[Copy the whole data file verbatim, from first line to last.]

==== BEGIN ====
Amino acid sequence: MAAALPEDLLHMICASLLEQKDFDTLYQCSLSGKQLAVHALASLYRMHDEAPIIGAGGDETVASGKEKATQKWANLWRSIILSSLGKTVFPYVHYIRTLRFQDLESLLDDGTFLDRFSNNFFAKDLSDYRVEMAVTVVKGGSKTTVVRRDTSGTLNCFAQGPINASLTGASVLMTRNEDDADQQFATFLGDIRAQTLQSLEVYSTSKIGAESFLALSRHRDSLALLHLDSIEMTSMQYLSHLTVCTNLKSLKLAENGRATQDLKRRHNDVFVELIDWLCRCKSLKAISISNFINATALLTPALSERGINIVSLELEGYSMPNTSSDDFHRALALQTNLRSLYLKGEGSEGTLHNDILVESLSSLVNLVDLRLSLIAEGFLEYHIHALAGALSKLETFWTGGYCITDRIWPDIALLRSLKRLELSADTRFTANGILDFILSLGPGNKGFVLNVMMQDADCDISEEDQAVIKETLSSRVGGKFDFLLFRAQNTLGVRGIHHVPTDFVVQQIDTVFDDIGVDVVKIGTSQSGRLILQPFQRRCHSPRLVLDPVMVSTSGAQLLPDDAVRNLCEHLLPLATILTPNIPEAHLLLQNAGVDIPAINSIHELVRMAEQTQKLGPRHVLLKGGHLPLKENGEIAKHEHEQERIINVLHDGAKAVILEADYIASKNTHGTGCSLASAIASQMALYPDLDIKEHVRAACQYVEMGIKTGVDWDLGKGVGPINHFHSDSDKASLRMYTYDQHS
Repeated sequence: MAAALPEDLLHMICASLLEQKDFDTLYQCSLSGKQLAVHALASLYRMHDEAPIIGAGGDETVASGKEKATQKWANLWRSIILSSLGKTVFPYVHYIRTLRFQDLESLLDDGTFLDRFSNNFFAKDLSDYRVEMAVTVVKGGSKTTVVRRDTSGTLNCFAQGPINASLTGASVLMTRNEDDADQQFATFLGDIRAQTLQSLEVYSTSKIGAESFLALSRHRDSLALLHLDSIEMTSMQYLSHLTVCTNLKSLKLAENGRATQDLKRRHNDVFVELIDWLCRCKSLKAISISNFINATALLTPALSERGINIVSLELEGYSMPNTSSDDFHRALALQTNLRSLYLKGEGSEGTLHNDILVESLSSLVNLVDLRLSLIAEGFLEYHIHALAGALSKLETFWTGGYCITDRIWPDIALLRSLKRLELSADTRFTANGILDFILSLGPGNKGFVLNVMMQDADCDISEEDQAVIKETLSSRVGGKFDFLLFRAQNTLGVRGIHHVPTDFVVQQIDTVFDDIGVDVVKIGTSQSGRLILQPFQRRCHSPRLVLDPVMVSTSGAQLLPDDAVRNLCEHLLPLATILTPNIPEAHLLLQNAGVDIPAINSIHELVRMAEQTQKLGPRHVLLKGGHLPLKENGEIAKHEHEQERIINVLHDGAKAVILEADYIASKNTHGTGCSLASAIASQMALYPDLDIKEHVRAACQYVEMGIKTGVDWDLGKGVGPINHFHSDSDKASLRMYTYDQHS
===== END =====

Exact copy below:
Amino acid sequence: MAAALPEDLLHMICASLLEQKDFDTLYQCSLSGKQLAVHALASLYRMHDEAPIIGAGGDETVASGKEKATQKWANLWRSIILSSLGKTVFPYVHYIRTLRFQDLESLLDDGTFLDRFSNNFFAKDLSDYRVEMAVTVVKGGSKTTVVRRDTSGTLNCFAQGPINASLTGASVLMTRNEDDADQQFATFLGDIRAQTLQSLEVYSTSKIGAESFLALSRHRDSLALLHLDSIEMTSMQYLSHLTVCTNLKSLKLAENGRATQDLKRRHNDVFVELIDWLCRCKSLKAISISNFINATALLTPALSERGINIVSLELEGYSMPNTSSDDFHRALALQTNLRSLYLKGEGSEGTLHNDILVESLSSLVNLVDLRLSLIAEGFLEYHIHALAGALSKLETFWTGGYCITDRIWPDIALLRSLKRLELSADTRFTANGILDFILSLGPGNKGFVLNVMMQDADCDISEEDQAVIKETLSSRVGGKFDFLLFRAQNTLGVRGIHHVPTDFVVQQIDTVFDDIGVDVVKIGTSQSGRLILQPFQRRCHSPRLVLDPVMVSTSGAQLLPDDAVRNLCEHLLPLATILTPNIPEAHLLLQNAGVDIPAINSIHELVRMAEQTQKLGPRHVLLKGGHLPLKENGEIAKHEHEQERIINVLHDGAKAVILEADYIASKNTHGTGCSLASAIASQMALYPDLDIKEHVRAACQYVEMGIKTGVDWDLGKGVGPINHFHSDSDKASLRMYTYDQHS
Repeated sequence: MAAALPEDLLHMICASLLEQKDFDTLYQCSLSGKQLAVHALASLYRMHDEAPIIGAGGDETVASGKEKATQKWANLWRSIILSSLGKTVFPYVHYIRTLRFQDLESLLDDGTFLDRFSNNFFAKDLSDYRVEMAVTVVKGGSKTTVVRRDTSGTLNCFAQGPINASLTGASVLMTRNEDDADQQFATFLGDIRAQTLQSLEVYSTSKIGAESFLALSRHRDSLALLHLDSIEMTSMQYLSHLTVCTNLKSLKLAENGRATQDLKRRHNDVFVELIDWLCRCKSLKAISISNFINATALLTPALSERGINIVSLELEGYSMPNTSSDDFHRALALQTNLRSLYLKGEGSEGTLHNDILVESLSSLVNLVDLRLSLIAEGFLEYHIHALAGALSKLETFWTGGYCITDRIWPDIALLRSLKRLELSADTRFTANGILDFILSLGPGNKGFVLNVMMQDADCDISEEDQAVIKETLSSRVGGKFDFLLFRAQNTLGVRGIHHVPTDFVVQQIDTVFDDIGVDVVKIGTSQSGRLILQPFQRRCHSPRLVLDPVMVSTSGAQLLPDDAVRNLCEHLLPLATILTPNIPEAHLLLQNAGVDIPAINSIHELVRMAEQTQKLGPRHVLLKGGHLPLKENGEIAKHEHEQERIINVLHDGAKAVILEADYIASKNTHGTGCSLASAIASQMALYPDLDIKEHVRAACQYVEMGIKTGVDWDLGKGVGPINHFHSDSDKASLRMYTYDQHS